Pawnee Grasslands

Hoping to get some photos of prairie birds, I drove the two-and-a-half hours up to Pawnee Grasslands. I almost didn’t go—I hadn’t slept at all well for two nights. But the weather was supposed to be almost perfect, 70° and clear with calm winds.

The previous time I was here, back in May 2018, I had the entire grasslands to myself. Today there were a lot of people around, including a bunch of motorcyclists who weren’t there to see nature. There were Lark Buntings, Horned Larks, and Western Meadowlarks every few feet, but not much else.

Male and female Lark Buntings

Cassin’s Sparrow.

Grasshopper Sparrow

I met a couple who were walking back from a small grove of cottonwoods. They said they’d seen a lot of birds in the grove, so I decided to park and walk the mile-and-a-half round trip. I found two Western Kingbirds, two Eastern Kingbirds, a Brown-headed Cowbird, a Chipping Sparrow, a Lark Sparrow, an Audubon’s Warbler, a Green-tailed Towhee, and a Hermit Thrush hanging out by the seven trees.

I did manage to find a lone Cassin’s Sparrow and three Grasshopper Sparrows along the drive, two of my target species, but I completed the entire auto tour route without seeing any of the others.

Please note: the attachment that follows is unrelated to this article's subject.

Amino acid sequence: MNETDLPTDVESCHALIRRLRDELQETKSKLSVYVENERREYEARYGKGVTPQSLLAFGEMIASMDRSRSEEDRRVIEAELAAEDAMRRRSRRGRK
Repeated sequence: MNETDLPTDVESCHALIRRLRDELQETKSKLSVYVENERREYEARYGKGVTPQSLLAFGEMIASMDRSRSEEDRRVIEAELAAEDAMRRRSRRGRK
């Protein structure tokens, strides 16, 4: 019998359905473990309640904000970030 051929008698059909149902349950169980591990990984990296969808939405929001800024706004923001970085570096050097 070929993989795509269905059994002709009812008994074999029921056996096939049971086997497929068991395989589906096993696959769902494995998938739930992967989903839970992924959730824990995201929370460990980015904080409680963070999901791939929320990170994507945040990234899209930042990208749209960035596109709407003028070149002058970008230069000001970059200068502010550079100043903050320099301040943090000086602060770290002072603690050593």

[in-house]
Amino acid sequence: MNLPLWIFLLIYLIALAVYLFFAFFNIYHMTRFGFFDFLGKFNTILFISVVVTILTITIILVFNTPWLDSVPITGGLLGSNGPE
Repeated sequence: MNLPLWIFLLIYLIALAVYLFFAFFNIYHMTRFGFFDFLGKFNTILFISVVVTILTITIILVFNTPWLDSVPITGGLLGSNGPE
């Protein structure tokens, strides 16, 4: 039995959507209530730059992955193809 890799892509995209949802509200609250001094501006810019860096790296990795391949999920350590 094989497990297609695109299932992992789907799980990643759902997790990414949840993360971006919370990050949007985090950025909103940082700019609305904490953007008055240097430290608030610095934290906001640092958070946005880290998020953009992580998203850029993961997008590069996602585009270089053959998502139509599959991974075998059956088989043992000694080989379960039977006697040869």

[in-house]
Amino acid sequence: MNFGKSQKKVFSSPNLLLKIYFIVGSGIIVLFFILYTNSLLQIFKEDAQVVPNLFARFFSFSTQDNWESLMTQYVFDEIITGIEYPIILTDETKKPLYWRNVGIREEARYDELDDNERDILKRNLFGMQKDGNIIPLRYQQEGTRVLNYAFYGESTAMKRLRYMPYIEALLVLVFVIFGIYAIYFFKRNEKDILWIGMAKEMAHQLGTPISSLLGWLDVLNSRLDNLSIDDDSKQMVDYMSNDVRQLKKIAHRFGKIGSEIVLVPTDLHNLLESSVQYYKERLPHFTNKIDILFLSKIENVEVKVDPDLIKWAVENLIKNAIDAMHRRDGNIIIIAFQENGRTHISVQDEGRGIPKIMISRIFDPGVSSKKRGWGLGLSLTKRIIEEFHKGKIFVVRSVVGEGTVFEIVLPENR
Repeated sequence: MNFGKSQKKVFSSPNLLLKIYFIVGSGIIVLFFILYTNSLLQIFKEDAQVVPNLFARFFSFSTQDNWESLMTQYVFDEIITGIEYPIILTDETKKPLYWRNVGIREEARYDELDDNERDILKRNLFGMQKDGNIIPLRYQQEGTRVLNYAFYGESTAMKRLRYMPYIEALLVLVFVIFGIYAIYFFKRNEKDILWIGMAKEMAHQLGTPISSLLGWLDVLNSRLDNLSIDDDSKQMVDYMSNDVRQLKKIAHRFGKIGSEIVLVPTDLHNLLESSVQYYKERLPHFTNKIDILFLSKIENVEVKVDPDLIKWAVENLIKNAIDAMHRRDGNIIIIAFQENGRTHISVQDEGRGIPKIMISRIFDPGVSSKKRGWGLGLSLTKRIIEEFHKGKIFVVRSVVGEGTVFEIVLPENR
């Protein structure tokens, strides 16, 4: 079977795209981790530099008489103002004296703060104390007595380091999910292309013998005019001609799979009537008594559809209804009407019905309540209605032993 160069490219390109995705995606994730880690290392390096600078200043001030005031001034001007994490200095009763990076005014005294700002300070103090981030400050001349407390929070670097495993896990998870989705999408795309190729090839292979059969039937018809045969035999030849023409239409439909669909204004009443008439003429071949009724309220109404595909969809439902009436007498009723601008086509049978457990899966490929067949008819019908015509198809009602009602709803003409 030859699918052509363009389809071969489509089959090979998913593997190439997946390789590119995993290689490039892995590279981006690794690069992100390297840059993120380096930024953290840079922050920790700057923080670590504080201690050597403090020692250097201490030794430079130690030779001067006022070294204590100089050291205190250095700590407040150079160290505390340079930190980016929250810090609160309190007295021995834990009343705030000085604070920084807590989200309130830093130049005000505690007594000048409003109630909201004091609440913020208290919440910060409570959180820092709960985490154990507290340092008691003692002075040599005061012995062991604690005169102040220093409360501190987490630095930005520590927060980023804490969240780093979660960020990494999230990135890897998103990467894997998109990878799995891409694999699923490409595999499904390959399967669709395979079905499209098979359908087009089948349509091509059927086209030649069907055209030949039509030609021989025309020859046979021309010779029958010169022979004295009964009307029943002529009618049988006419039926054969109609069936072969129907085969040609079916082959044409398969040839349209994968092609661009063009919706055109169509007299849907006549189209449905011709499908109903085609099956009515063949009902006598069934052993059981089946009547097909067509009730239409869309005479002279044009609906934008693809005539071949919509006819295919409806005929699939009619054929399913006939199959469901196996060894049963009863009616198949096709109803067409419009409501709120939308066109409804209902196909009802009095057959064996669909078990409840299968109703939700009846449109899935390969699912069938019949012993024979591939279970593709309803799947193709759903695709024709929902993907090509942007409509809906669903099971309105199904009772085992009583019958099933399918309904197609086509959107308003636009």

It was already past 2:00, and I was tired. I contemplated heading home, but decided to drive 20 miles west to another part of the park where Chestnut-collared Longspurs had been seen recently. I was looking for Road 47, but missed it the first time by. I turned around and looked more carefully. This time I found it.

I did see three Chestnut-collared Longspurs, but they were too far off in the grass for good photos. I had to drive carefully to avoid bottoming out my car, and for that reason, I spotted a horned lizard (next post). I drove back to the start of the auto tour route to take another stab at McCown’s Longspurs without success.

By this time it was 4:00. I still had a two-and-a-half hour drive home. But I’d made the effort to get all the way up there and I knew I wouldn’t return this year. I decided to drive to the eastern portion of the grasslands to look for Mountain Plover. When I got to the spot, my search seemed hopeless. There was a lot of flat land covered with cactus, which made it unlikely that a plover would be easy to spot.

I was about to give up when I saw a McCown’s Longspur on the roadside fence. Before I could get a photo, it flew 50 yards off into the field. I managed to track it and even take some lousy video. At one point, it was feeding two (that I could see) young on a nest. As I was watching it through my scope, I saw another bird nearby. I moved my scope to look at it—it was a Horned Lark—and right behind it was—a Mountain Plover!

So even though the day was long and the birds were few and scattered, I managed to see all that I was looking for except a Long-billed Curlew. I stopped at McDonald’s for my first meal of the day and got home around 8:00 pm.

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